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Why people participate in communal riots?

People participate in communal riots because of a sense of personal justification, reduced personal risk, hostile relationship and an intense emotional response to a recent incident.

india Updated: Feb 11, 2004 13:21 IST

According to Donald L Horowitz, who has done an extensive work on communal violence in India and elsewhere, the level of violence is the most disturbing aspect of riots. He says that high levels of violence mark communal riots, often resulting in massive deaths as well as maiming, looting, and destruction of property owned by the ethnic group targeted by the rioters.

However, in understanding the causes of communal riots, researchers have often placed too much emphasis on rioters using the riot as a tool to seek redress for perceived socio-economic or political grievances. Instead, he argued, two main aspects better describe the dynamics governing the size, brutality, and virulence of communal riots.

Firstly, Horowitz points out that communal riots are often planned. Targets for violence are often carefully selected and rioters have even been found to plan traps for specific individuals or to devise strategies to maximise causalities and damage to the targeted ethnic group.

Elaborating his previous point, Horowitz argues that an evil combination of anxiety and hatred have always played a significant motivator for rioters. His research has pointed out that rumours had frequently played a major role in motivating crowds. Rioters saw their actions as a necessary pre-emptive action against a plan by the rival ethnic group. Ironically, Horowitz explained, as these rumours were always baseless, the actions of the rioters frequently created a self-fulfilling prophecy. The rioters overestimated the threat and took disproportionate action, thereby creating a threat where it didn't exist when the victimised ethnic group subsequently responded in the wake of the riot.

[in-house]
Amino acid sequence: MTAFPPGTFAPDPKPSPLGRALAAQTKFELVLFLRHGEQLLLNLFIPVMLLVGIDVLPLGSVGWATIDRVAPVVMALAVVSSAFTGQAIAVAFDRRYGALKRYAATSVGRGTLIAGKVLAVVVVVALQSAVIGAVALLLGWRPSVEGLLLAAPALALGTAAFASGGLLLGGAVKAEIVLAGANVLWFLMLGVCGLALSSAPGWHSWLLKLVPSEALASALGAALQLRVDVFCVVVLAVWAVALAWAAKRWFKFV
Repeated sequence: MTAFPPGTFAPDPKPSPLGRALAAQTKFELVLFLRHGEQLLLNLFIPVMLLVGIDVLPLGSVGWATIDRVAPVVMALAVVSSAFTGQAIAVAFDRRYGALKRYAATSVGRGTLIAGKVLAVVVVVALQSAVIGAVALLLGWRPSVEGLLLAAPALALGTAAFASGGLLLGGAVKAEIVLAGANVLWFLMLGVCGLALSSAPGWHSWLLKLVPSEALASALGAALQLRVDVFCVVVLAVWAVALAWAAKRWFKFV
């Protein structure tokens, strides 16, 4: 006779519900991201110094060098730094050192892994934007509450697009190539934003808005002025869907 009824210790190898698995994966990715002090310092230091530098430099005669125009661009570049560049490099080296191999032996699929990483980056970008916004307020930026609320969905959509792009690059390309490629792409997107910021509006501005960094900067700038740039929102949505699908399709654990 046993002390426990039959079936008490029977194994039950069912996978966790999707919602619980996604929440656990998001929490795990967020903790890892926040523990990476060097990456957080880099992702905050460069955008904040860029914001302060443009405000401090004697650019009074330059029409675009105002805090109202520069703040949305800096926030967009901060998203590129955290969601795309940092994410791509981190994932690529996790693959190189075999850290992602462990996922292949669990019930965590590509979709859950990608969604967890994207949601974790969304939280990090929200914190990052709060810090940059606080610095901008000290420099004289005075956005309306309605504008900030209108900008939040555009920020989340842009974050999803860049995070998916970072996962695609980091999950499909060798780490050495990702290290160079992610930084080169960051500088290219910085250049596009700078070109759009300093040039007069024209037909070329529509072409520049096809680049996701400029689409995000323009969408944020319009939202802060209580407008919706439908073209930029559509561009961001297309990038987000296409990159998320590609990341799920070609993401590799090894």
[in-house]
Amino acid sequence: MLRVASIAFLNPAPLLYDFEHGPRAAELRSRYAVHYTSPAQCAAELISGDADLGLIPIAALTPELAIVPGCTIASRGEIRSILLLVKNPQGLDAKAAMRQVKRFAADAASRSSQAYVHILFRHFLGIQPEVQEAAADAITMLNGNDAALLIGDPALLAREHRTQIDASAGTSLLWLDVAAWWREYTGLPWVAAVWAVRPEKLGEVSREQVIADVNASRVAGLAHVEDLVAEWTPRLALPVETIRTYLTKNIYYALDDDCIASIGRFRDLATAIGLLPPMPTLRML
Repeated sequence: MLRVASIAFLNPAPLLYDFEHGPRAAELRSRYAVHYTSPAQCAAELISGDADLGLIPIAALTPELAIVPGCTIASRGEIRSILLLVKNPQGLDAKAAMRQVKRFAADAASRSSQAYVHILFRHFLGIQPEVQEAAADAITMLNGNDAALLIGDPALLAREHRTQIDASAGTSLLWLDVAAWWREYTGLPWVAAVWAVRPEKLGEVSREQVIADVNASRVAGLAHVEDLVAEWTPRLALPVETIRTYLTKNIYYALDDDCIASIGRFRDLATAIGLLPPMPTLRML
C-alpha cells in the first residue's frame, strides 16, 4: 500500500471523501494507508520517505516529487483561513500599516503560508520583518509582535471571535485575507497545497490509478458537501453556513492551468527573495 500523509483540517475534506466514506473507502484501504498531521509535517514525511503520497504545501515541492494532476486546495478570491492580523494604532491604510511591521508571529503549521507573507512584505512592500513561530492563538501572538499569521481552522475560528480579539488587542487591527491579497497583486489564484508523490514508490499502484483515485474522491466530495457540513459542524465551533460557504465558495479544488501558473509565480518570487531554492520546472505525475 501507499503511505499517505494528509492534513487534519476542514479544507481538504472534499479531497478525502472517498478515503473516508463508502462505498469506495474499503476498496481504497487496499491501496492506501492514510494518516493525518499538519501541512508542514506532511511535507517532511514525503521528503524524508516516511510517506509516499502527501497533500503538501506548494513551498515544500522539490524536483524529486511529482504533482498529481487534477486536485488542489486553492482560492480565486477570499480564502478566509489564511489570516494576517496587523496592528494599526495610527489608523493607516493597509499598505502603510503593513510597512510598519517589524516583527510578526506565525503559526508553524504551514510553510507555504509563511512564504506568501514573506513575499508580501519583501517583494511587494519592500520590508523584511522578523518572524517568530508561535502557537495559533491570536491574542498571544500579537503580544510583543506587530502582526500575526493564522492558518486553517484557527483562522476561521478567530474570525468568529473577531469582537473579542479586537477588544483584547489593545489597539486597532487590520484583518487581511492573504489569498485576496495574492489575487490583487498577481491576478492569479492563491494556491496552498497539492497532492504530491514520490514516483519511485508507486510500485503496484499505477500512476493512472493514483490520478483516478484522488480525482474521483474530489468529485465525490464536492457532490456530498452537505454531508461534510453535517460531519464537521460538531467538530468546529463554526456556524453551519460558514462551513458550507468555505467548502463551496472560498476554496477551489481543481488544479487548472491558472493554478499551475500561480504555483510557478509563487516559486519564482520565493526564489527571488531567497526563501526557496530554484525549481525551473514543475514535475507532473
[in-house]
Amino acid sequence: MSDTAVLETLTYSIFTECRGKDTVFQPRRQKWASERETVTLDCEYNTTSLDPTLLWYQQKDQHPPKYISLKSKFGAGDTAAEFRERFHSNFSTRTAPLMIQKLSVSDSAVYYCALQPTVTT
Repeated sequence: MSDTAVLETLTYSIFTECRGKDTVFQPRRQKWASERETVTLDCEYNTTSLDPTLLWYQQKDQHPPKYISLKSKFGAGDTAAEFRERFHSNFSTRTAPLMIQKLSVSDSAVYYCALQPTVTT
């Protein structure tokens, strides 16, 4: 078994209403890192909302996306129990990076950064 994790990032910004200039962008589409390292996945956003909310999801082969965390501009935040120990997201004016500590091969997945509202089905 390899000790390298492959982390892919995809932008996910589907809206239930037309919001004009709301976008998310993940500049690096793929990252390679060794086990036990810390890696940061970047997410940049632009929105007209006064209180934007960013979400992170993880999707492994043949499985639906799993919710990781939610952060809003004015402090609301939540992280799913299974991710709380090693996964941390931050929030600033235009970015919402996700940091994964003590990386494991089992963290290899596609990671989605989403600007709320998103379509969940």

Why people participate in communal riots

Analysing communal riots in the context of brutality, his research has examined the question of what prompts an individual to participate in riots. He says that four main elements are needed to actively induce individuals to join in a communal riot.

Firstly, a sense of personal justification. Most rioters see themselves as "heroes" defending their own ethnic group. Participating in communal riots is often personally gratifying. Rioters not only see their cause as righteous, but as an act of defense (even if pre-emptively) against a perceived imminent and grave threat.